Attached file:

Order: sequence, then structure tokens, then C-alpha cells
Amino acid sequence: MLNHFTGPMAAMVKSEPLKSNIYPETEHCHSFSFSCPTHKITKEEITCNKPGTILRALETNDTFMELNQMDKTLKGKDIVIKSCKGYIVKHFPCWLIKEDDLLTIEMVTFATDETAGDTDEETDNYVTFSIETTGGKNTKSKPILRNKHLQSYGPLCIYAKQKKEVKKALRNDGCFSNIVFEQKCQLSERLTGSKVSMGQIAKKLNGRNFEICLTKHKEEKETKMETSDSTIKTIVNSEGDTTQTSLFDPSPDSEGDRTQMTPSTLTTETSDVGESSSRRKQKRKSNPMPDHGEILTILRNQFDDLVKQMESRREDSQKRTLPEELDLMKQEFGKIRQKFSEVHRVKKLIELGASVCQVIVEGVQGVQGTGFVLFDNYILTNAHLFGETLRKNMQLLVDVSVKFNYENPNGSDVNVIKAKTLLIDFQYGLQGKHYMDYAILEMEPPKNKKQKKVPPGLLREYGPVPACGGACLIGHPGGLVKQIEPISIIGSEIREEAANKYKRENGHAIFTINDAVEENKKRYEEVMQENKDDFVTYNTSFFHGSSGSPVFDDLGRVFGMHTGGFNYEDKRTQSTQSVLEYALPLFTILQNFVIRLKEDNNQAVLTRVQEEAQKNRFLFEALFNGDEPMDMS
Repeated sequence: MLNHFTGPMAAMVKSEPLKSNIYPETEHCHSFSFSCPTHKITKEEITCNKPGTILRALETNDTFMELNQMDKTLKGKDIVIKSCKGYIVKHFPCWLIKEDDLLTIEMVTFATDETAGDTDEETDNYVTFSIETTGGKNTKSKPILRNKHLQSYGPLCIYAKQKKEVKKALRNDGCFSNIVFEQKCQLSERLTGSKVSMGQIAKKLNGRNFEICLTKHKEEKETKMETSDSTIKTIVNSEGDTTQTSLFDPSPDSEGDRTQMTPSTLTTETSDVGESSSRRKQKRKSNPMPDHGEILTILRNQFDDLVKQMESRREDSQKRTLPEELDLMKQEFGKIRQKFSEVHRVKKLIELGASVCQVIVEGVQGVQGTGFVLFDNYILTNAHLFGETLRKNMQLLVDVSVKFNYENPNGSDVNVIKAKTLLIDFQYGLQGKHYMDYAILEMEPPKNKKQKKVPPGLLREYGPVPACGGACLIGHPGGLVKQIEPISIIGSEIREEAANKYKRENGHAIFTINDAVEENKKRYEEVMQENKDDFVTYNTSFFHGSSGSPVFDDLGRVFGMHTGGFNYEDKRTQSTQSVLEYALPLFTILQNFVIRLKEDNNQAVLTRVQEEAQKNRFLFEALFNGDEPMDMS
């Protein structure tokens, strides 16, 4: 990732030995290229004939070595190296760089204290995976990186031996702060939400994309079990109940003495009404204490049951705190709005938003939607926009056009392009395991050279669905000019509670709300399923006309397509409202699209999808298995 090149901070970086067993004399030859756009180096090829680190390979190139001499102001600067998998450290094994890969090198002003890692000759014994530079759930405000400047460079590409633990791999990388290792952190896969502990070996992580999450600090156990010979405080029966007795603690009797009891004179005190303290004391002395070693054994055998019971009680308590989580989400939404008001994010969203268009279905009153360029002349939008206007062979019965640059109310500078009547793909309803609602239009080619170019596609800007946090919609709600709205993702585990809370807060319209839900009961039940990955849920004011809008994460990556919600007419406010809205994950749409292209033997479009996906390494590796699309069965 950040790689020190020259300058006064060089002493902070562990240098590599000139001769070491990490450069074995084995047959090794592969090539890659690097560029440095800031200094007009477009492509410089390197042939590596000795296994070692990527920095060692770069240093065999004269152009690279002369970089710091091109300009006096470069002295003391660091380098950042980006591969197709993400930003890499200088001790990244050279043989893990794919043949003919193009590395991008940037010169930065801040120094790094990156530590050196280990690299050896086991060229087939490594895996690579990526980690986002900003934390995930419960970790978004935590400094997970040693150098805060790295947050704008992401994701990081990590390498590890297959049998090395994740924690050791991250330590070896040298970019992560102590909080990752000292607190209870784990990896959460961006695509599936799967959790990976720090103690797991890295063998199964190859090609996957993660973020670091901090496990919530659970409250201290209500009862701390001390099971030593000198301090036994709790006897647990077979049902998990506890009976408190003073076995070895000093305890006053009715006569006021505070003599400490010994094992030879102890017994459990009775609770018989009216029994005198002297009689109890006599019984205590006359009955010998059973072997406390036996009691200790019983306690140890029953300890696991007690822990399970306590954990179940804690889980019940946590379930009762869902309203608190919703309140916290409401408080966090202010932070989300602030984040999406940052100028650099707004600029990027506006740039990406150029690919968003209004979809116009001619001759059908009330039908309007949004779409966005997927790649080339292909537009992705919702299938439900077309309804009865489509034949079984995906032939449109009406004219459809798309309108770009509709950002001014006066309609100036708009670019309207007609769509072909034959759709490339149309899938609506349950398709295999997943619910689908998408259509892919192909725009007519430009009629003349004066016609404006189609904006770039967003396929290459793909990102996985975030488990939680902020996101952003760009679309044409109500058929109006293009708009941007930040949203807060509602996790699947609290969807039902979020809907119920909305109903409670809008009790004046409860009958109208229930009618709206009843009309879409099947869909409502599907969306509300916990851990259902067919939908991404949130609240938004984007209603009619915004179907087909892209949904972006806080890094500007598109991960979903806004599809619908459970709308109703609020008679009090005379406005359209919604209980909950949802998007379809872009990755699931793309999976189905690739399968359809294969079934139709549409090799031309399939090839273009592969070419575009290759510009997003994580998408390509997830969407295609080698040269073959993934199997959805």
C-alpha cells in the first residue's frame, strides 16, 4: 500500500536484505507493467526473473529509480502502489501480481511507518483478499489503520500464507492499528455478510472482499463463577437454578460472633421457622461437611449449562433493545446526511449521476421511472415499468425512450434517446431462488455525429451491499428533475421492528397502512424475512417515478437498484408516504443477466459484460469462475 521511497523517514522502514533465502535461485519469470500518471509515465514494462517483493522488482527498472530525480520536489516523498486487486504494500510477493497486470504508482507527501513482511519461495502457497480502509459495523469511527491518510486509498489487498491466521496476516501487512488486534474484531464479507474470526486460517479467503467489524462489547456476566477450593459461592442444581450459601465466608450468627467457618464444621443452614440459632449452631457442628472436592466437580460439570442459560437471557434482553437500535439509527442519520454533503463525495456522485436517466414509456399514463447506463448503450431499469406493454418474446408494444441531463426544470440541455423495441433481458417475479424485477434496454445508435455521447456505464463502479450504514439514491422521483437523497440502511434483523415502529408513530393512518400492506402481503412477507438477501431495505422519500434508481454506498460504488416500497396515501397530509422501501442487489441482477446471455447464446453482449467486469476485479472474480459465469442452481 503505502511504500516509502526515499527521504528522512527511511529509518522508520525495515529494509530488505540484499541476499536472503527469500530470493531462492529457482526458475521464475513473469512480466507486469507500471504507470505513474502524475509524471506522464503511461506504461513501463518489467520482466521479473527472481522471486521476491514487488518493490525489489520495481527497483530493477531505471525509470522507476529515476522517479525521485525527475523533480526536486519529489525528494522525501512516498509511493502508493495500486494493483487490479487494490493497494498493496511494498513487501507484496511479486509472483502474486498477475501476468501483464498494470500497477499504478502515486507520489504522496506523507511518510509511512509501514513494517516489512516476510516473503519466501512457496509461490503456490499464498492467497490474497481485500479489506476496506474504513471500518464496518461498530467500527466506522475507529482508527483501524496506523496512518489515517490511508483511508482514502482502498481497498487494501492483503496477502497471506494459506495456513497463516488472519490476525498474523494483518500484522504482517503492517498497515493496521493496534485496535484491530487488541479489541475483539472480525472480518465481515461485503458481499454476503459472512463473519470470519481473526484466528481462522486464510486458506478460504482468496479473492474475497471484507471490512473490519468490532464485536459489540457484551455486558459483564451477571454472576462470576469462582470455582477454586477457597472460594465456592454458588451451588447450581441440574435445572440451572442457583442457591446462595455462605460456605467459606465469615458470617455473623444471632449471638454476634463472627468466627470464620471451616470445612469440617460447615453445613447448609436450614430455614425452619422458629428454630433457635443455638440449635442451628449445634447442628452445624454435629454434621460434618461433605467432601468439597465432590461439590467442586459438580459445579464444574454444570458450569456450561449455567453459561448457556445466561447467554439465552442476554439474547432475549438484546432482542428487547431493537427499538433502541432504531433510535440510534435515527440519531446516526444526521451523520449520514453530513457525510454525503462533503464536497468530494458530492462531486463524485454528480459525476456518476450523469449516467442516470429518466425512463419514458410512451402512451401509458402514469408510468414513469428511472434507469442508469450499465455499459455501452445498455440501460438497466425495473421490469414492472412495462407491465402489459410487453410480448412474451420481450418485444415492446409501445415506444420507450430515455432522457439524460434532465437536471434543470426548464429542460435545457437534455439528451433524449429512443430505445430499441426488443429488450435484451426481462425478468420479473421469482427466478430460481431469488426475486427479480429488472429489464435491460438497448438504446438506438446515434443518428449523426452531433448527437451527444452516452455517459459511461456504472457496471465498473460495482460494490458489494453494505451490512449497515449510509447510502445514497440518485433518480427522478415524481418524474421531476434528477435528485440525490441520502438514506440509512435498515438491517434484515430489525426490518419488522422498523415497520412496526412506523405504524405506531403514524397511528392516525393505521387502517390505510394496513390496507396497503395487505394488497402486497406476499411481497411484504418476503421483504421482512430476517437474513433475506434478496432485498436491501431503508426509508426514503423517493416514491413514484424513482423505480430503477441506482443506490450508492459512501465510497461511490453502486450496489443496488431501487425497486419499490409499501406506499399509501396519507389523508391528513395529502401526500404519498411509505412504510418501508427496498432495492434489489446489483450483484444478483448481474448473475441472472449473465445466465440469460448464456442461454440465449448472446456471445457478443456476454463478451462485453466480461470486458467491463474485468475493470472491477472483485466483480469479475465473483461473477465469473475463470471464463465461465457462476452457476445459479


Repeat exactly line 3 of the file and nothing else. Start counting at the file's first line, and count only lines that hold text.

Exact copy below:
Repeated sequence: MLNHFTGPMAAMVKSEPLKSNIYPETEHCHSFSFSCPTHKITKEEITCNKPGTILRALETNDTFMELNQMDKTLKGKDIVIKSCKGYIVKHFPCWLIKEDDLLTIEMVTFATDETAGDTDEETDNYVTFSIETTGGKNTKSKPILRNKHLQSYGPLCIYAKQKKEVKKALRNDGCFSNIVFEQKCQLSERLTGSKVSMGQIAKKLNGRNFEICLTKHKEEKETKMETSDSTIKTIVNSEGDTTQTSLFDPSPDSEGDRTQMTPSTLTTETSDVGESSSRRKQKRKSNPMPDHGEILTILRNQFDDLVKQMESRREDSQKRTLPEELDLMKQEFGKIRQKFSEVHRVKKLIELGASVCQVIVEGVQGVQGTGFVLFDNYILTNAHLFGETLRKNMQLLVDVSVKFNYENPNGSDVNVIKAKTLLIDFQYGLQGKHYMDYAILEMEPPKNKKQKKVPPGLLREYGPVPACGGACLIGHPGGLVKQIEPISIIGSEIREEAANKYKRENGHAIFTINDAVEENKKRYEEVMQENKDDFVTYNTSFFHGSSGSPVFDDLGRVFGMHTGGFNYEDKRTQSTQSVLEYALPLFTILQNFVIRLKEDNNQAVLTRVQEEAQKNRFLFEALFNGDEPMDMS